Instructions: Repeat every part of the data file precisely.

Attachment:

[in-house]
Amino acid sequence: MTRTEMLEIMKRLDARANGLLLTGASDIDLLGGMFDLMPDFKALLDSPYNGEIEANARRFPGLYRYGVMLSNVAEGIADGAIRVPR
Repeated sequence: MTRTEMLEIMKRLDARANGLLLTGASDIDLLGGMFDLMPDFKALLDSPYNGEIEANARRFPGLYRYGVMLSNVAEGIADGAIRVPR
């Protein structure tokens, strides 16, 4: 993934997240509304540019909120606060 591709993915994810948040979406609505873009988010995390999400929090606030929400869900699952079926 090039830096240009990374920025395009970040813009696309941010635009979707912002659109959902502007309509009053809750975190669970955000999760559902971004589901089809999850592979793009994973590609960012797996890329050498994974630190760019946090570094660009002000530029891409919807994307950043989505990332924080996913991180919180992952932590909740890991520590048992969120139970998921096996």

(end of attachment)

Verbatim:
[in-house]
Amino acid sequence: MTRTEMLEIMKRLDARANGLLLTGASDIDLLGGMFDLMPDFKALLDSPYNGEIEANARRFPGLYRYGVMLSNVAEGIADGAIRVPR
Repeated sequence: MTRTEMLEIMKRLDARANGLLLTGASDIDLLGGMFDLMPDFKALLDSPYNGEIEANARRFPGLYRYGVMLSNVAEGIADGAIRVPR
């Protein structure tokens, strides 16, 4: 993934997240509304540019909120606060 591709993915994810948040979406609505873009988010995390999400929090606030929400869900699952079926 090039830096240009990374920025395009970040813009696309941010635009979707912002659109959902502007309509009053809750975190669970955000999760559902971004589901089809999850592979793009994973590609960012797996890329050498994974630190760019946090570094660009002000530029891409919807994307950043989505990332924080996913991180919180992952932590909740890991520590048992969120139970998921096996």